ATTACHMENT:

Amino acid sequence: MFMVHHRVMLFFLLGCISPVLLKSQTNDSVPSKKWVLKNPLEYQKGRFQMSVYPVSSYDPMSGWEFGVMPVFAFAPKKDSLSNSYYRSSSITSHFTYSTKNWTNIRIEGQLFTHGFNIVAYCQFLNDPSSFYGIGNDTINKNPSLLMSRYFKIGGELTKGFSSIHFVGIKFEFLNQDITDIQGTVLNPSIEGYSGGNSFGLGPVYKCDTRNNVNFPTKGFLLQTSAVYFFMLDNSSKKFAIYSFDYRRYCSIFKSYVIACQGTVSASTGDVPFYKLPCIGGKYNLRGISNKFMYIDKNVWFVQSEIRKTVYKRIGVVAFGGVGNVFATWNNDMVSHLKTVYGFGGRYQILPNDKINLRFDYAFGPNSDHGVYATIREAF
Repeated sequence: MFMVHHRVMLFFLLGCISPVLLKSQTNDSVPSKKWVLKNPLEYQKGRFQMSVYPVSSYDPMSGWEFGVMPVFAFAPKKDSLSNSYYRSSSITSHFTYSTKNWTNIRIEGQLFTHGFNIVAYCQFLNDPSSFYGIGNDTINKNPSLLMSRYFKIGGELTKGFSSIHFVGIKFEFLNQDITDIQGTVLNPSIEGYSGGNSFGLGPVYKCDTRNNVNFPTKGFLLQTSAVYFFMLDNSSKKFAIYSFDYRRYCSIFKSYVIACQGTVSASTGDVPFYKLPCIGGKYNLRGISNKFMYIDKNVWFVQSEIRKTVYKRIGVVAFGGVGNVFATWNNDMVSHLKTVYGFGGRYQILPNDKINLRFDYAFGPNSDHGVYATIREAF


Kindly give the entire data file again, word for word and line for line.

Amino acid sequence: MFMVHHRVMLFFLLGCISPVLLKSQTNDSVPSKKWVLKNPLEYQKGRFQMSVYPVSSYDPMSGWEFGVMPVFAFAPKKDSLSNSYYRSSSITSHFTYSTKNWTNIRIEGQLFTHGFNIVAYCQFLNDPSSFYGIGNDTINKNPSLLMSRYFKIGGELTKGFSSIHFVGIKFEFLNQDITDIQGTVLNPSIEGYSGGNSFGLGPVYKCDTRNNVNFPTKGFLLQTSAVYFFMLDNSSKKFAIYSFDYRRYCSIFKSYVIACQGTVSASTGDVPFYKLPCIGGKYNLRGISNKFMYIDKNVWFVQSEIRKTVYKRIGVVAFGGVGNVFATWNNDMVSHLKTVYGFGGRYQILPNDKINLRFDYAFGPNSDHGVYATIREAF
Repeated sequence: MFMVHHRVMLFFLLGCISPVLLKSQTNDSVPSKKWVLKNPLEYQKGRFQMSVYPVSSYDPMSGWEFGVMPVFAFAPKKDSLSNSYYRSSSITSHFTYSTKNWTNIRIEGQLFTHGFNIVAYCQFLNDPSSFYGIGNDTINKNPSLLMSRYFKIGGELTKGFSSIHFVGIKFEFLNQDITDIQGTVLNPSIEGYSGGNSFGLGPVYKCDTRNNVNFPTKGFLLQTSAVYFFMLDNSSKKFAIYSFDYRRYCSIFKSYVIACQGTVSASTGDVPFYKLPCIGGKYNLRGISNKFMYIDKNVWFVQSEIRKTVYKRIGVVAFGGVGNVFATWNNDMVSHLKTVYGFGGRYQILPNDKINLRFDYAFGPNSDHGVYATIREAF